And so we all took solace in this rock. Scrambling up its slope, our people turned ephemereal, their bodies dissolving into their most vulnerable state of pure soul. In this state every one of us was a small orb of light, shrinking and shrinking to find the smallest and safest nook within the rock. As I stood back and watched they were like fireflies swirling and nesting until the rock seemed to glow.

At my side, the oracle sighed. One more feat of magic was required from her. She held up her hands, and cloaked the rock. A blanket of darkness swept over the rock, covering all the lights. It settled into the rock, making it appear just a hue darker than it actually was. Yet no more lights could be seen. Our people were hidden.

With a groan her arms fell. They shook, and she seemed ready to collapse. Yet she held my gaze bravely. “I am going to rest. You will watch over us?” I nodded, and her gaze swept to the others who had also not gone into resting form. We were three, each from a different clan. Now, having realized out joint responsibilities in these times of trouble, we were working together.

We stood watch, each of us a different and from a different clan, each facing a different direction. I faced east, hoping to see some sign of the spirits we’d been forced to abandon. H- with his black cloaked robe wrapped tight around him, faced north, desperately wishing to see some sign of his family that had gone missing. Ch- face west and south, stonily keeping her thoughts to herself. I hated her so much more than any other. She’d had the nerve to continue blaming us despite our continuous plight. She led her people still in the ways of hate, a thing few of us could still afford.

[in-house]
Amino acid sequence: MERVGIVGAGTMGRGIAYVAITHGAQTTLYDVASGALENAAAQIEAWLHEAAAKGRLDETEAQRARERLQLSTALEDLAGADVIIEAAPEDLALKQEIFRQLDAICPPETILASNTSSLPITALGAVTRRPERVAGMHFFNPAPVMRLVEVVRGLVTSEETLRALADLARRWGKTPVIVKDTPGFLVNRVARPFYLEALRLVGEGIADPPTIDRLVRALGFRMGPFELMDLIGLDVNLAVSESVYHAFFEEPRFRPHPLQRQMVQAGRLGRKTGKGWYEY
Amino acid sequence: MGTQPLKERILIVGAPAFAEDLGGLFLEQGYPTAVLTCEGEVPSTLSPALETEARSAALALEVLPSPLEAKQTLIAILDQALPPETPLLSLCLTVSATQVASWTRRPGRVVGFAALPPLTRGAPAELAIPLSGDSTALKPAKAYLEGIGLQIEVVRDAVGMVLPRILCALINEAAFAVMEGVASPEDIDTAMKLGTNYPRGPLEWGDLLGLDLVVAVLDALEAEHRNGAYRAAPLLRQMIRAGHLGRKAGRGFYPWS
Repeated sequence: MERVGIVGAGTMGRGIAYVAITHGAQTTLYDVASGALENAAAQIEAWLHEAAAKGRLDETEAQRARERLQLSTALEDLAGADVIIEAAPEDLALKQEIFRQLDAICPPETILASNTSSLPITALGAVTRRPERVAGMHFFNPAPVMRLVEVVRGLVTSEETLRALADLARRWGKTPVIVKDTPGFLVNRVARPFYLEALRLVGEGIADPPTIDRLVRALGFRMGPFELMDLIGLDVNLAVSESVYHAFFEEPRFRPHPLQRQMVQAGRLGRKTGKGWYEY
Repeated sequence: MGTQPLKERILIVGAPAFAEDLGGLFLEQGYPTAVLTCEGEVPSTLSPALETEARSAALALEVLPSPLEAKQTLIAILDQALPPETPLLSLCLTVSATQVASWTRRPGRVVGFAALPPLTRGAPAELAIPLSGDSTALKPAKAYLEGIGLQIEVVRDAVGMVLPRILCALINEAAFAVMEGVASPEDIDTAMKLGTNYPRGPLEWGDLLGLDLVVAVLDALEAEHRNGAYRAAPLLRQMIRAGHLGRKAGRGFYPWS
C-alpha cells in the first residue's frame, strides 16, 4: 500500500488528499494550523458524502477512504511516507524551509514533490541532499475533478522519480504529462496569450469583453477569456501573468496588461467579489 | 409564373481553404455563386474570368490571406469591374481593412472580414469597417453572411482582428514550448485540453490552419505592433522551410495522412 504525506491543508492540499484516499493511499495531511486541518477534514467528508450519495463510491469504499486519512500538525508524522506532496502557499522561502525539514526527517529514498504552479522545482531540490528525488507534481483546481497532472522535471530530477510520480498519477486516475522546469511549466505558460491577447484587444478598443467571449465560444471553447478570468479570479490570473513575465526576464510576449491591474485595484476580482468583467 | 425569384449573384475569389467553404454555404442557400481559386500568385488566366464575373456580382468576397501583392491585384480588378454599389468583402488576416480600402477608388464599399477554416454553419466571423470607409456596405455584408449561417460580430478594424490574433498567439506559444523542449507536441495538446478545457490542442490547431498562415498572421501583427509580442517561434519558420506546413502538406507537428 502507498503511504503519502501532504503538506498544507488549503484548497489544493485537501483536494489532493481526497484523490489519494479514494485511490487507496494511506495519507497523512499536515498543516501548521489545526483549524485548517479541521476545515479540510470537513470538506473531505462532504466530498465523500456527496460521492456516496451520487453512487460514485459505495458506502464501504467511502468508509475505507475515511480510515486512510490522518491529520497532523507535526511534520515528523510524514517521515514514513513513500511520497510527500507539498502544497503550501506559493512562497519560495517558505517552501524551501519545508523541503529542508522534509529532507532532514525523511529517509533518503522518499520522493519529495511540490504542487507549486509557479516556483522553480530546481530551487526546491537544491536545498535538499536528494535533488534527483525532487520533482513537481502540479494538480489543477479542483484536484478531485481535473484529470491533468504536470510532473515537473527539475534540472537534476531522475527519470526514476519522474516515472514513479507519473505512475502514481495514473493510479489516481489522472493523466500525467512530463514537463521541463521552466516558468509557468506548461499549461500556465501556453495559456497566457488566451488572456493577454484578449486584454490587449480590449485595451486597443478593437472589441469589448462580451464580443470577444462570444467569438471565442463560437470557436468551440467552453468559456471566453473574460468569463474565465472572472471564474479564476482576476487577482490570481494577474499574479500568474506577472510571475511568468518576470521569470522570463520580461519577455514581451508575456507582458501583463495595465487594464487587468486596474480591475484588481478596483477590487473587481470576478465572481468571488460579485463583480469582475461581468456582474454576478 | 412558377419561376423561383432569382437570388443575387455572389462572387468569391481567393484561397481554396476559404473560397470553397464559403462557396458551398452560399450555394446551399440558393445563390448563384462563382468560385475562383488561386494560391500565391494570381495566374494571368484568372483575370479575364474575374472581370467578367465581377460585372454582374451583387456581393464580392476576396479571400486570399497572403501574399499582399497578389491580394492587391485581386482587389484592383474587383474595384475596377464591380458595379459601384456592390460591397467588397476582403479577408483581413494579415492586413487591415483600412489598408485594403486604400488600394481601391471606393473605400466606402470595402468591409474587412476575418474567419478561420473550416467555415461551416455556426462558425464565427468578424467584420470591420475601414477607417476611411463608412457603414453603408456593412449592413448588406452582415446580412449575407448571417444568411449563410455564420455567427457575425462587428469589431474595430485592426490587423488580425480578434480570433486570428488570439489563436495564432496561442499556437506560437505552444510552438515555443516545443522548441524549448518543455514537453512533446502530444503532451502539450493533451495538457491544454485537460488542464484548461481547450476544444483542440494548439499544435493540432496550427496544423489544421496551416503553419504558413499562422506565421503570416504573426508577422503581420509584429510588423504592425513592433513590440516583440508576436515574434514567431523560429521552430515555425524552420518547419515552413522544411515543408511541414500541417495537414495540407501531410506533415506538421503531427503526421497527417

She, as it turned out, was the last to turn to my cry of surprise.

“What is that?” she said, and I saw it coming with a swell of dread within my breast. A white cloud. The white cloud. The emmissary, the one with the eye within it that would see us. Lifting my trident into defensive stance, I hissed.

“We need protection! Cover of some sort!” Ch- shouted. But we could not be hidden any better than we were. If we left the rock our people would be left vulnerable to be scented out. If we moved to hide even the slightest amongst the trees, our movement could be detected. In a brief flutter of cowardice I hoped the eye would look over us and away. Please, just this once, I begged to our ancestors. Yet they were far away and helpless. The eye latched onto us. I felt its cursed pupil, white like the frothy death it summoned, spear through me.

With a cry or power I lifted my trident and swung downwards. The end of my trident planted into the soft earth before the rock as I crouched, bracing myself for what was to come. To my left, the forbidden cry of H-‘s tribe rose, shrieking out for protection as well as he too planted his sword in the earth to brace.

The white wave billowed out from the cloud of the eye. A cresting rush, formless yet consuming all. It swept down like it was on wings, soaring soundless but for the crunching of the red trees bursting to shards and smashing down.

A final cry sounded to my right. One of fire and vengeance- and a red form planted itself proudly in defense at my side.

The white wave crushed over us. It was a blistering wind, scraping over us like sandpaper. It burnt like sandpaper scraping over my whole body, threatening to tear me to pieces. Even the air burnt, filled with the white curse that scraped my lungs and stole my air. Ducking my head to shield my eyes, I gritted my teeth and refused to give way. The wind bit, turning my knuckles raw and bloody but I refused to let go of my trident. If I did, I would be swept away into the whirling white. I would be destroyed- and the triad undone. The rock too would be eaten up then.